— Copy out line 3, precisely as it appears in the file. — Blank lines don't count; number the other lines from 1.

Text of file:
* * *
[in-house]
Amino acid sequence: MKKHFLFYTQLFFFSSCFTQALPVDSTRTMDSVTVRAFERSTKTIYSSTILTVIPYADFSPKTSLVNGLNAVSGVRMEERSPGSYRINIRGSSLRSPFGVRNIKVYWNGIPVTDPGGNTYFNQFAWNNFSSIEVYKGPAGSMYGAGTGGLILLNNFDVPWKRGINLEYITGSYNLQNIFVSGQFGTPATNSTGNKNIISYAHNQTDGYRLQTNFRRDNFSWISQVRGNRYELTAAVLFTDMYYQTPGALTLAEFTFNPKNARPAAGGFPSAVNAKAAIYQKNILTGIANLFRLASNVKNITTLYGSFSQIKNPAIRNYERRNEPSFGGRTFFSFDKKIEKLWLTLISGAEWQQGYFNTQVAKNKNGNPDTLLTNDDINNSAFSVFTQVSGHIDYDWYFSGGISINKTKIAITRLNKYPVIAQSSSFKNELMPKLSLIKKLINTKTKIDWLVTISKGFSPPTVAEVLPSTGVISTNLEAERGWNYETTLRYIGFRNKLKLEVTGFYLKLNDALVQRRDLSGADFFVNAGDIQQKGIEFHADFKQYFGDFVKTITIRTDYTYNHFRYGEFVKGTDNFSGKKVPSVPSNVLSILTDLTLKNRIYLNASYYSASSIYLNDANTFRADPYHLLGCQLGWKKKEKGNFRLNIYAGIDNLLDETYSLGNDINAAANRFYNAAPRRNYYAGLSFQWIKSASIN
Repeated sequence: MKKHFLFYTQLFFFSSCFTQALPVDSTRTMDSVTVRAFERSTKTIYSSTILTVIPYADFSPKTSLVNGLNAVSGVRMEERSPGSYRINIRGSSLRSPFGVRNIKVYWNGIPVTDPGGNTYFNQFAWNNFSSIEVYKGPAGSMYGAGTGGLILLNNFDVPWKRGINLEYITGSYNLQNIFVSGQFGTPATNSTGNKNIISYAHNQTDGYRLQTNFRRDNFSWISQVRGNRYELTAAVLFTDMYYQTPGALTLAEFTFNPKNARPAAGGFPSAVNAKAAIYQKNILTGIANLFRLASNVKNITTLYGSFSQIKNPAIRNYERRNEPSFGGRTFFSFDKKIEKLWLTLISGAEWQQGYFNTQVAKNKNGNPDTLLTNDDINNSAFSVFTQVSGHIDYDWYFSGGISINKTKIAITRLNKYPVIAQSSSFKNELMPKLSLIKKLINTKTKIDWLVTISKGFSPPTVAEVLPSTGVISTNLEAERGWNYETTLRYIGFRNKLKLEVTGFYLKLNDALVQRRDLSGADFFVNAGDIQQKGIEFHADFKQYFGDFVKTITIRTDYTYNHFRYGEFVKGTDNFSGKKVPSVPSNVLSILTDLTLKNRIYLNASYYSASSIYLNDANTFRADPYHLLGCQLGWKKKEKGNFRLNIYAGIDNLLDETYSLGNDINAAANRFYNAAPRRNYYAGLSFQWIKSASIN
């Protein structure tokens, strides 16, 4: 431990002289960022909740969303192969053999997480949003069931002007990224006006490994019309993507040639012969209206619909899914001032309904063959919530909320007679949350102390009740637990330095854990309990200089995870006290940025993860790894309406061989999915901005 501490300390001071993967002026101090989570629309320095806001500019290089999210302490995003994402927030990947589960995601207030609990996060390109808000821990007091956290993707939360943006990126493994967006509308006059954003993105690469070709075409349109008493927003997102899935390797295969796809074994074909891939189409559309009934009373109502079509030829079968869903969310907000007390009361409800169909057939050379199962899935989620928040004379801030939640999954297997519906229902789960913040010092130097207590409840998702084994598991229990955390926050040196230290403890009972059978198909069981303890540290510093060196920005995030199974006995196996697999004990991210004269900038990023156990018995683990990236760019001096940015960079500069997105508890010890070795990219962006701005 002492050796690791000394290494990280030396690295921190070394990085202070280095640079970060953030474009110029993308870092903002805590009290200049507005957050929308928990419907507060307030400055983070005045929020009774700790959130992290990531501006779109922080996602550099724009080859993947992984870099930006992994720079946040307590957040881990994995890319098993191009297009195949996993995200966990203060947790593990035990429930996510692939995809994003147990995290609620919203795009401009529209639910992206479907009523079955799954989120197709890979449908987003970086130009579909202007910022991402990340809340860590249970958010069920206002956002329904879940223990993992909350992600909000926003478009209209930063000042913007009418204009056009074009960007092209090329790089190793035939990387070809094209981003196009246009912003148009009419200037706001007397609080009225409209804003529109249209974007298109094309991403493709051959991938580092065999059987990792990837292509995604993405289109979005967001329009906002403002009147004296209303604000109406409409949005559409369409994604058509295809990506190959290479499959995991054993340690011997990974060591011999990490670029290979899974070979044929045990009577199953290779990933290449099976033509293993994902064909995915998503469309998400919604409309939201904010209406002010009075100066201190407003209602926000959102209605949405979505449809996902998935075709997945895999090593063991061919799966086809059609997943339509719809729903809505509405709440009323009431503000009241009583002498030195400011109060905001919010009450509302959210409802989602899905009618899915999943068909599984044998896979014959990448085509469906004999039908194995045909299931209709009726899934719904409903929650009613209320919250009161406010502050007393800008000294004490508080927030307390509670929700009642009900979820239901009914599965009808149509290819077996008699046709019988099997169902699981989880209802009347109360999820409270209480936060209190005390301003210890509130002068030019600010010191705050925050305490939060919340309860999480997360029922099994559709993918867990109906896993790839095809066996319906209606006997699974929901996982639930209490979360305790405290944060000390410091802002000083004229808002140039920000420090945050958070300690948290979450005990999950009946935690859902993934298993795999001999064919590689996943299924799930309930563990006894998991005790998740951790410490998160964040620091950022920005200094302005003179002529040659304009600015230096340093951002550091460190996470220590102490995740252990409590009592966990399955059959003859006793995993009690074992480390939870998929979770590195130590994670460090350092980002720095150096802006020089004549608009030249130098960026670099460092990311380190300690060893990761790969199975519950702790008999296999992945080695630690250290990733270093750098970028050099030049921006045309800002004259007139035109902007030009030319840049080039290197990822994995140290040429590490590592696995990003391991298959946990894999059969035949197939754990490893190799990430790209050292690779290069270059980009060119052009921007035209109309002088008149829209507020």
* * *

Repeated sequence: MKKHFLFYTQLFFFSSCFTQALPVDSTRTMDSVTVRAFERSTKTIYSSTILTVIPYADFSPKTSLVNGLNAVSGVRMEERSPGSYRINIRGSSLRSPFGVRNIKVYWNGIPVTDPGGNTYFNQFAWNNFSSIEVYKGPAGSMYGAGTGGLILLNNFDVPWKRGINLEYITGSYNLQNIFVSGQFGTPATNSTGNKNIISYAHNQTDGYRLQTNFRRDNFSWISQVRGNRYELTAAVLFTDMYYQTPGALTLAEFTFNPKNARPAAGGFPSAVNAKAAIYQKNILTGIANLFRLASNVKNITTLYGSFSQIKNPAIRNYERRNEPSFGGRTFFSFDKKIEKLWLTLISGAEWQQGYFNTQVAKNKNGNPDTLLTNDDINNSAFSVFTQVSGHIDYDWYFSGGISINKTKIAITRLNKYPVIAQSSSFKNELMPKLSLIKKLINTKTKIDWLVTISKGFSPPTVAEVLPSTGVISTNLEAERGWNYETTLRYIGFRNKLKLEVTGFYLKLNDALVQRRDLSGADFFVNAGDIQQKGIEFHADFKQYFGDFVKTITIRTDYTYNHFRYGEFVKGTDNFSGKKVPSVPSNVLSILTDLTLKNRIYLNASYYSASSIYLNDANTFRADPYHLLGCQLGWKKKEKGNFRLNIYAGIDNLLDETYSLGNDINAAANRFYNAAPRRNYYAGLSFQWIKSASIN